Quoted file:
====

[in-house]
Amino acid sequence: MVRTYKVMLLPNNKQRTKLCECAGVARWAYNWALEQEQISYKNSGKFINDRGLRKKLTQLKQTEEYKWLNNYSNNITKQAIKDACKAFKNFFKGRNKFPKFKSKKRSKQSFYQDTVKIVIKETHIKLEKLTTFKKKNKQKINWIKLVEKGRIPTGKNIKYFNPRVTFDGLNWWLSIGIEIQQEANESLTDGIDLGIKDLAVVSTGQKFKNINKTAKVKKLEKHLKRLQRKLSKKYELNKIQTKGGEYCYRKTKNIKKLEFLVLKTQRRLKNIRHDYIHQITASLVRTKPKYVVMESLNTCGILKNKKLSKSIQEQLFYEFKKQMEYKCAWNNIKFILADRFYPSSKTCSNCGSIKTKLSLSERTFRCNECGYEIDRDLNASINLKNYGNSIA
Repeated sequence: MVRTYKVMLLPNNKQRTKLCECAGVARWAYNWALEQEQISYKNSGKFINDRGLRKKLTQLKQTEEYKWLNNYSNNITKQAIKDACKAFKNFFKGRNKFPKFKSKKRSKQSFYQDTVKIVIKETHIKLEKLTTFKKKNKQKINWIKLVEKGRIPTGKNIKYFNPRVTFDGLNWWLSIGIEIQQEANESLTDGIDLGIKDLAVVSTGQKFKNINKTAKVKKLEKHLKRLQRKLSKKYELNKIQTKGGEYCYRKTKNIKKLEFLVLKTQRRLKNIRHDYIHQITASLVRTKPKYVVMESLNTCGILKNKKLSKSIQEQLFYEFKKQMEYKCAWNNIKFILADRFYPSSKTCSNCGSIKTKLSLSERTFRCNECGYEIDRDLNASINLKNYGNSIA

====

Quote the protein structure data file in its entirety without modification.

[in-house]
Amino acid sequence: MVRTYKVMLLPNNKQRTKLCECAGVARWAYNWALEQEQISYKNSGKFINDRGLRKKLTQLKQTEEYKWLNNYSNNITKQAIKDACKAFKNFFKGRNKFPKFKSKKRSKQSFYQDTVKIVIKETHIKLEKLTTFKKKNKQKINWIKLVEKGRIPTGKNIKYFNPRVTFDGLNWWLSIGIEIQQEANESLTDGIDLGIKDLAVVSTGQKFKNINKTAKVKKLEKHLKRLQRKLSKKYELNKIQTKGGEYCYRKTKNIKKLEFLVLKTQRRLKNIRHDYIHQITASLVRTKPKYVVMESLNTCGILKNKKLSKSIQEQLFYEFKKQMEYKCAWNNIKFILADRFYPSSKTCSNCGSIKTKLSLSERTFRCNECGYEIDRDLNASINLKNYGNSIA
Repeated sequence: MVRTYKVMLLPNNKQRTKLCECAGVARWAYNWALEQEQISYKNSGKFINDRGLRKKLTQLKQTEEYKWLNNYSNNITKQAIKDACKAFKNFFKGRNKFPKFKSKKRSKQSFYQDTVKIVIKETHIKLEKLTTFKKKNKQKINWIKLVEKGRIPTGKNIKYFNPRVTFDGLNWWLSIGIEIQQEANESLTDGIDLGIKDLAVVSTGQKFKNINKTAKVKKLEKHLKRLQRKLSKKYELNKIQTKGGEYCYRKTKNIKKLEFLVLKTQRRLKNIRHDYIHQITASLVRTKPKYVVMESLNTCGILKNKKLSKSIQEQLFYEFKKQMEYKCAWNNIKFILADRFYPSSKTCSNCGSIKTKLSLSERTFRCNECGYEIDRDLNASINLKNYGNSIA